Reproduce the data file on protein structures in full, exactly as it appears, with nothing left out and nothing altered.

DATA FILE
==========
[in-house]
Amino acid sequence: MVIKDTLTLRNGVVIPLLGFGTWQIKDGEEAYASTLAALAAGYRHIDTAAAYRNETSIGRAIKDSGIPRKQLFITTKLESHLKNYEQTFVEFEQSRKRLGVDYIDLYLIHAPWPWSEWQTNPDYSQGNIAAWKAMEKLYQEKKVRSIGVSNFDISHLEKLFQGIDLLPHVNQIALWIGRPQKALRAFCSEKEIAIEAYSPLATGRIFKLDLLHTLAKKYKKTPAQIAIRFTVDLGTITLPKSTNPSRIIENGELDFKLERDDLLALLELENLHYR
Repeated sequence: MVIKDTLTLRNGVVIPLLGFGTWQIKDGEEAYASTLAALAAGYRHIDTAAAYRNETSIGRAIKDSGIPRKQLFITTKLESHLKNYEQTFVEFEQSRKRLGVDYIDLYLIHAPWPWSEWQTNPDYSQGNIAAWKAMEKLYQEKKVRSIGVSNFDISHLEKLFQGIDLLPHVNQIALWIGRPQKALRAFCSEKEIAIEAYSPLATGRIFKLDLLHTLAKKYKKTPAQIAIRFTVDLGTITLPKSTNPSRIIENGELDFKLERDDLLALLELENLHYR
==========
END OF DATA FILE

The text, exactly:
[in-house]
Amino acid sequence: MVIKDTLTLRNGVVIPLLGFGTWQIKDGEEAYASTLAALAAGYRHIDTAAAYRNETSIGRAIKDSGIPRKQLFITTKLESHLKNYEQTFVEFEQSRKRLGVDYIDLYLIHAPWPWSEWQTNPDYSQGNIAAWKAMEKLYQEKKVRSIGVSNFDISHLEKLFQGIDLLPHVNQIALWIGRPQKALRAFCSEKEIAIEAYSPLATGRIFKLDLLHTLAKKYKKTPAQIAIRFTVDLGTITLPKSTNPSRIIENGELDFKLERDDLLALLELENLHYR
Repeated sequence: MVIKDTLTLRNGVVIPLLGFGTWQIKDGEEAYASTLAALAAGYRHIDTAAAYRNETSIGRAIKDSGIPRKQLFITTKLESHLKNYEQTFVEFEQSRKRLGVDYIDLYLIHAPWPWSEWQTNPDYSQGNIAAWKAMEKLYQEKKVRSIGVSNFDISHLEKLFQGIDLLPHVNQIALWIGRPQKALRAFCSEKEIAIEAYSPLATGRIFKLDLLHTLAKKYKKTPAQIAIRFTVDLGTITLPKSTNPSRIIENGELDFKLERDDLLALLELENLHYR